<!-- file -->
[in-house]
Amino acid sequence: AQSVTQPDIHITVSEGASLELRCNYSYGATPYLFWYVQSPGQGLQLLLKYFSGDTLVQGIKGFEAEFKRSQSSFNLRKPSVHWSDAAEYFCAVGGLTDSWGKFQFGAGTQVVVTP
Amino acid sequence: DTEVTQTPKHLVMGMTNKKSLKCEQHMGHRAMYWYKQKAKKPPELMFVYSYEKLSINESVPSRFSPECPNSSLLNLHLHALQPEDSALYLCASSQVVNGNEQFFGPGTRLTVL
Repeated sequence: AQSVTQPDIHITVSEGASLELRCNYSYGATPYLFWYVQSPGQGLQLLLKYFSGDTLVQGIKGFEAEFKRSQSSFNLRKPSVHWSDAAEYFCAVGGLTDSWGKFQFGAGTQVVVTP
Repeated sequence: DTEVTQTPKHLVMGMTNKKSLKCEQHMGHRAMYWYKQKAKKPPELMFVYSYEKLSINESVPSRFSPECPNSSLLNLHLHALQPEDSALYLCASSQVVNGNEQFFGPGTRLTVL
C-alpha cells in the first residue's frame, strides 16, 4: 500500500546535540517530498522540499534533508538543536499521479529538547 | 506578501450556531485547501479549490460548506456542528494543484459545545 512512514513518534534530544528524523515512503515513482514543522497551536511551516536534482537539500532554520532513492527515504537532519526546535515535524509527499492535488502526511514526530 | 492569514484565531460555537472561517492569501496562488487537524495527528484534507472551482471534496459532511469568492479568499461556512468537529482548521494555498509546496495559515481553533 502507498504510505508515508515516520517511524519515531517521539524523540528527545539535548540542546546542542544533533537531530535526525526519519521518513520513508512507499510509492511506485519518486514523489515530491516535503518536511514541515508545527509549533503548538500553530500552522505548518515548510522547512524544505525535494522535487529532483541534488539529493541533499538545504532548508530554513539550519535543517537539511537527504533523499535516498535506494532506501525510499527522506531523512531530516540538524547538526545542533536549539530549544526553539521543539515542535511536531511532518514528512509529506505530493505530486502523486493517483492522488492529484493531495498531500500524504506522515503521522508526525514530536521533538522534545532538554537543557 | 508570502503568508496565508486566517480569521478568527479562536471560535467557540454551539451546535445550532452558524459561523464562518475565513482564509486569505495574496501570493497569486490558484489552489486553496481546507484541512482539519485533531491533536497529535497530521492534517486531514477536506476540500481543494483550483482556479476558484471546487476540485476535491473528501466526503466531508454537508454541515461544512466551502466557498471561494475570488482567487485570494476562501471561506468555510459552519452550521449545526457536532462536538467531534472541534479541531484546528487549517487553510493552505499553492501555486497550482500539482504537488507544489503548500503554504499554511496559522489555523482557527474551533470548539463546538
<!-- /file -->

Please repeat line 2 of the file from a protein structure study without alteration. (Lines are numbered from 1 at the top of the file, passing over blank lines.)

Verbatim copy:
Amino acid sequence: AQSVTQPDIHITVSEGASLELRCNYSYGATPYLFWYVQSPGQGLQLLLKYFSGDTLVQGIKGFEAEFKRSQSSFNLRKPSVHWSDAAEYFCAVGGLTDSWGKFQFGAGTQVVVTP